Anybody who takes the time to make cookies from scratch obviously wants them to come out perfectly and taste delicious. Mixing ingredients is almost unheard of these days with just about everything being available in pre-mixed or pre-made packages. Most people simply buy a roll of cookie dough, slice it, and stick it in the oven for 15-18 minutes. However, for the individuals out there who still take the time to make their own cookie dough, it's important to know the differences between all the types of sheets available in stores today. There are a multitude of them, and believe it or not, they all yield different results.

Insulated Non-stick Sheet

Most insulated sheets are made to be non-stick, and because insulated sheets are sometimes on the more expensive side, they tend to resist scratches, chipping, and peeling. Insulated cookie sheets are basically two sheets that have been connected around the edges, which creates a small pocket of air that cannot escape. The air inside of the pocket heats to the set temperature of the oven when the sheet is placed inside.

Insulated cookie sheets are very reliable for evenly baked cookies. Because the air inside the sheet heats to the temperature of the oven, it allows all the cookies on the sheet to cook and brown at the same rate. The evenly heated air prevents the sheet from being hotter in certain spots, which is a common occurrence with regular sheets. In addition to yummy cookies, most insulated sheets are easy to clean because of their non-stick surfaces.


Aluminum cookie sheets are very commonly used. Aluminum conducts heat well which is why cookie sheets made of this material usually produce an evenly baked cookie. The only down side to aluminum is that it sometimes prevents cookies from reaching the perfect shade of brown.

Cookie sheets made of aluminum are very sturdy and they won't rust even if they have to be soaked in water for and extended period of time. Heavy aluminum baking sheets are better to use than the thin types that are available for less money. Thin aluminum sheets can bend and/or warp in a hot oven which can cause cookies to cook unevenly.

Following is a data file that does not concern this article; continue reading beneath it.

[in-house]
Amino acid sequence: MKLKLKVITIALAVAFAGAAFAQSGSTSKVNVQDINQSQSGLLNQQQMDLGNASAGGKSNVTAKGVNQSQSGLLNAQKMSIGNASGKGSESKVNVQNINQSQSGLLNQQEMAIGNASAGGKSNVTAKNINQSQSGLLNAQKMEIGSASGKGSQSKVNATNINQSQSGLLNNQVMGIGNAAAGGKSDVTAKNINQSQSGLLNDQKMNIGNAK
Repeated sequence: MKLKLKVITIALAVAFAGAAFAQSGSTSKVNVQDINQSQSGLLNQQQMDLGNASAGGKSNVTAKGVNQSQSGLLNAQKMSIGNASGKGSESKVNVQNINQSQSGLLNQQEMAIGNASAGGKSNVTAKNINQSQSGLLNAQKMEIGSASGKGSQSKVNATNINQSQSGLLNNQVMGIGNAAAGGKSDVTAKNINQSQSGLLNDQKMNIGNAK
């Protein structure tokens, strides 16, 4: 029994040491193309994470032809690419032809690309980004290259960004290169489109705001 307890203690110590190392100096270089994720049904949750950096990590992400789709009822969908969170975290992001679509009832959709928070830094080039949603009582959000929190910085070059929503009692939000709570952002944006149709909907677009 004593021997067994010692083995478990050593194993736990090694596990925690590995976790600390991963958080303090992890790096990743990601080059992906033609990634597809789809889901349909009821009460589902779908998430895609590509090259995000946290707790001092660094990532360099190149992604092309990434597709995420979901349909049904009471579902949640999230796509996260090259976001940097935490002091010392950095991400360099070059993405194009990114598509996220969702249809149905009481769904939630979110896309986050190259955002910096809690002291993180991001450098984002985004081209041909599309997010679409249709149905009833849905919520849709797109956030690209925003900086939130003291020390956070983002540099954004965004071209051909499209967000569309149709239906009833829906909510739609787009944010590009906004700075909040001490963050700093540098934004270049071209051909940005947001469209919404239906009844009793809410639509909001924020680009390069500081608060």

Non-Stick Cookie Sheets

When non-stick cookie sheets were invented, a whole new world of baking emerged. The ease of cleaning a cookie sheet with a non-stick surface is amazing, and it practically eliminates the need to butter the sheet before cooking. Washing a non-stick sheet is a breeze and hardly requires anything but a quick scrub.

Non-stick sheets have a surface coating that makes them easy to clean, yet they are still able to produce delicious cookies. Keep in mind that the darker the non-stick surface, the quicker the cookies will brown. Therefore, it's important to read the instructions that come with the sheet to find out if the manufacturer recommends that the oven's cooking temperature be lowered to compensate. It may be necessary to lower the temperature of the oven by about 25 degrees.

In conclusion, cookie sheets can be made of a number of different types of materials, or even a combination of materials. Every sheet will yield a different end result for the same exact cookie recipe. The darker the sheet, the faster the cookies will brown because a dark sheet absorbs heat more readily and transfers the heat directly to the cookies. Aluminum cookie sheets are good conductors of heat but are not good for ensuring that the cookies will brown. Insulated cookie sheets will ensure evenly baked cookies no matter how they are spaced on the sheet. For best results, try out a cookie recipe on all three types of sheets and determine which yields the desired results.

Source by Debbie Dragon